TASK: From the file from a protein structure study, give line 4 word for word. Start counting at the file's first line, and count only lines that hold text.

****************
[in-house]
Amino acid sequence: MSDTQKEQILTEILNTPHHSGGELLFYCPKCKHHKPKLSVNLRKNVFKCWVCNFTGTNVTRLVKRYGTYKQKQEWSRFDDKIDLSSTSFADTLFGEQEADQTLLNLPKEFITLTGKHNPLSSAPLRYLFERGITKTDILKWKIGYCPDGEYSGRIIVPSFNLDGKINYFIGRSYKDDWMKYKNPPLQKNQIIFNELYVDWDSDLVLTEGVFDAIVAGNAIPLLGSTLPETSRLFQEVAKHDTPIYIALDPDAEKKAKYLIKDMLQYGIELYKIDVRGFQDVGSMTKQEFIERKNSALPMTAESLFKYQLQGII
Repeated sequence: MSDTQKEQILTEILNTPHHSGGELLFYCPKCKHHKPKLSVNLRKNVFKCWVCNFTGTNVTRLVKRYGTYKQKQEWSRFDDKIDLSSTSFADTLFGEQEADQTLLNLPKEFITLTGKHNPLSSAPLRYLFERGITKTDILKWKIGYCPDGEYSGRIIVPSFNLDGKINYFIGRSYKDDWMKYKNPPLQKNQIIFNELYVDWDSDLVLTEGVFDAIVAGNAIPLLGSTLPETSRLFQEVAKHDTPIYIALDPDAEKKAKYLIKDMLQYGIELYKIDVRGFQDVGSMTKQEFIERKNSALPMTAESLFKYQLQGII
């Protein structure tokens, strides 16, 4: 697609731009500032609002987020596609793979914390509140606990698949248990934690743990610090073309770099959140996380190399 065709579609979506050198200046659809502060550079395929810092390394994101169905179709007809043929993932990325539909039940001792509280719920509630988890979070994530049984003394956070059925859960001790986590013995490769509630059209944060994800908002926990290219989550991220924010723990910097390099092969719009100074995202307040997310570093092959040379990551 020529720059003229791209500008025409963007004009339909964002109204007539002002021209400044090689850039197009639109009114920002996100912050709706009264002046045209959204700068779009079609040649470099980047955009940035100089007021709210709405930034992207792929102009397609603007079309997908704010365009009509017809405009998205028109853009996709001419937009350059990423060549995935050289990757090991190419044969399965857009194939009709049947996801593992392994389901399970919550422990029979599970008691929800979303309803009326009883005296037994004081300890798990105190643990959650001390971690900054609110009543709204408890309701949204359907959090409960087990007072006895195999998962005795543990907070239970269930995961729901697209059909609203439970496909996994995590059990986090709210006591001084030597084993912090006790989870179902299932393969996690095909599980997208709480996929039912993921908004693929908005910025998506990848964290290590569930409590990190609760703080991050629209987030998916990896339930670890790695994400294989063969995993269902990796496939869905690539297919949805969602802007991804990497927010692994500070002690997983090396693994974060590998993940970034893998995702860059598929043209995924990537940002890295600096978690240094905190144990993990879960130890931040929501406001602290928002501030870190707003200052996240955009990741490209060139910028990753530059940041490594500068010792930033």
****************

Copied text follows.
């Protein structure tokens, strides 16, 4: 697609731009500032609002987020596609793979914390509140606990698949248990934690743990610090073309770099959140996380190399 065709579609979506050198200046659809502060550079395929810092390394994101169905179709007809043929993932990325539909039940001792509280719920509630988890979070994530049984003394956070059925859960001790986590013995490769509630059209944060994800908002926990290219989550991220924010723990910097390099092969719009100074995202307040997310570093092959040379990551 020529720059003229791209500008025409963007004009339909964002109204007539002002021209400044090689850039197009639109009114920002996100912050709706009264002046045209959204700068779009079609040649470099980047955009940035100089007021709210709405930034992207792929102009397609603007079309997908704010365009009509017809405009998205028109853009996709001419937009350059990423060549995935050289990757090991190419044969399965857009194939009709049947996801593992392994389901399970919550422990029979599970008691929800979303309803009326009883005296037994004081300890798990105190643990959650001390971690900054609110009543709204408890309701949204359907959090409960087990007072006895195999998962005795543990907070239970269930995961729901697209059909609203439970496909996994995590059990986090709210006591001084030597084993912090006790989870179902299932393969996690095909599980997208709480996929039912993921908004693929908005910025998506990848964290290590569930409590990190609760703080991050629209987030998916990896339930670890790695994400294989063969995993269902990796496939869905690539297919949805969602802007991804990497927010692994500070002690997983090396693994974060590998993940970034893998995702860059598929043209995924990537940002890295600096978690240094905190144990993990879960130890931040929501406001602290928002501030870190707003200052996240955009990741490209060139910028990753530059940041490594500068010792930033």